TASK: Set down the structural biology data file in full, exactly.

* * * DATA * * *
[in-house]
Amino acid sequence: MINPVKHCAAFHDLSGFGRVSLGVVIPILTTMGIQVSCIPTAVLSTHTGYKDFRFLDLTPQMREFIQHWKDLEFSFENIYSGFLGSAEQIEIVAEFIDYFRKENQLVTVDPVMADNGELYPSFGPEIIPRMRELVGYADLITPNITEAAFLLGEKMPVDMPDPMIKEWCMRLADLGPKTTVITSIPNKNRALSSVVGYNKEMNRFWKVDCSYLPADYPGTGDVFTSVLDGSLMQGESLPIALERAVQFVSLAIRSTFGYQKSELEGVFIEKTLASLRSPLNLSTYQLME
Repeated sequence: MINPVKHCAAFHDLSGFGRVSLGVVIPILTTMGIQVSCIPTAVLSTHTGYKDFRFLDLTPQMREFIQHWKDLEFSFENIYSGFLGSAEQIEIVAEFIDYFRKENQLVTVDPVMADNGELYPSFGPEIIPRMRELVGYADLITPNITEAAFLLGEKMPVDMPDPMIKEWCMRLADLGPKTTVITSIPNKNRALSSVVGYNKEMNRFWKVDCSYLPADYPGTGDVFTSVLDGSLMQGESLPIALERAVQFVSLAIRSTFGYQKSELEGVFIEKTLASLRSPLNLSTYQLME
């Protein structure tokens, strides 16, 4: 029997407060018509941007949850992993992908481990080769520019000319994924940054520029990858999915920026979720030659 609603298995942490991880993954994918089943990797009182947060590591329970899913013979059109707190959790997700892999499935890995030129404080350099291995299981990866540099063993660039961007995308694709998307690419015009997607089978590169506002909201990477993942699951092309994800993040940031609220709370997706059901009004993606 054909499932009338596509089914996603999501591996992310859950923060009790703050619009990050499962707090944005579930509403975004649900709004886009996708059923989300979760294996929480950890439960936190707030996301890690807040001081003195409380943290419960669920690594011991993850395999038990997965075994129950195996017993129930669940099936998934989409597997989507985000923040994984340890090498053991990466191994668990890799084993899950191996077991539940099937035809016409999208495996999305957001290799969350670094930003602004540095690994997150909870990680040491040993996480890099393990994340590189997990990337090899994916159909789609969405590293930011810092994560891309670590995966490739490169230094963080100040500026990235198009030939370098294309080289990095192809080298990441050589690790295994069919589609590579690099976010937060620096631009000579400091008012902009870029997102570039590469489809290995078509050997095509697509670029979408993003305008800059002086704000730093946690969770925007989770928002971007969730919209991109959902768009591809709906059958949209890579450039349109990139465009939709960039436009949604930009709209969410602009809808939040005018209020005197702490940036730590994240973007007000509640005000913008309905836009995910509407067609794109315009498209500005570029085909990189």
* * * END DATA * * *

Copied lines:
[in-house]
Amino acid sequence: MINPVKHCAAFHDLSGFGRVSLGVVIPILTTMGIQVSCIPTAVLSTHTGYKDFRFLDLTPQMREFIQHWKDLEFSFENIYSGFLGSAEQIEIVAEFIDYFRKENQLVTVDPVMADNGELYPSFGPEIIPRMRELVGYADLITPNITEAAFLLGEKMPVDMPDPMIKEWCMRLADLGPKTTVITSIPNKNRALSSVVGYNKEMNRFWKVDCSYLPADYPGTGDVFTSVLDGSLMQGESLPIALERAVQFVSLAIRSTFGYQKSELEGVFIEKTLASLRSPLNLSTYQLME
Repeated sequence: MINPVKHCAAFHDLSGFGRVSLGVVIPILTTMGIQVSCIPTAVLSTHTGYKDFRFLDLTPQMREFIQHWKDLEFSFENIYSGFLGSAEQIEIVAEFIDYFRKENQLVTVDPVMADNGELYPSFGPEIIPRMRELVGYADLITPNITEAAFLLGEKMPVDMPDPMIKEWCMRLADLGPKTTVITSIPNKNRALSSVVGYNKEMNRFWKVDCSYLPADYPGTGDVFTSVLDGSLMQGESLPIALERAVQFVSLAIRSTFGYQKSELEGVFIEKTLASLRSPLNLSTYQLME
């Protein structure tokens, strides 16, 4: 029997407060018509941007949850992993992908481990080769520019000319994924940054520029990858999915920026979720030659 609603298995942490991880993954994918089943990797009182947060590591329970899913013979059109707190959790997700892999499935890995030129404080350099291995299981990866540099063993660039961007995308694709998307690419015009997607089978590169506002909201990477993942699951092309994800993040940031609220709370997706059901009004993606 054909499932009338596509089914996603999501591996992310859950923060009790703050619009990050499962707090944005579930509403975004649900709004886009996708059923989300979760294996929480950890439960936190707030996301890690807040001081003195409380943290419960669920690594011991993850395999038990997965075994129950195996017993129930669940099936998934989409597997989507985000923040994984340890090498053991990466191994668990890799084993899950191996077991539940099937035809016409999208495996999305957001290799969350670094930003602004540095690994997150909870990680040491040993996480890099393990994340590189997990990337090899994916159909789609969405590293930011810092994560891309670590995966490739490169230094963080100040500026990235198009030939370098294309080289990095192809080298990441050589690790295994069919589609590579690099976010937060620096631009000579400091008012902009870029997102570039590469489809290995078509050997095509697509670029979408993003305008800059002086704000730093946690969770925007989770928002971007969730919209991109959902768009591809709906059958949209890579450039349109990139465009939709960039436009949604930009709209969410602009809808939040005018209020005197702490940036730590994240973007007000509640005000913008309905836009995910509407067609794109315009498209500005570029085909990189």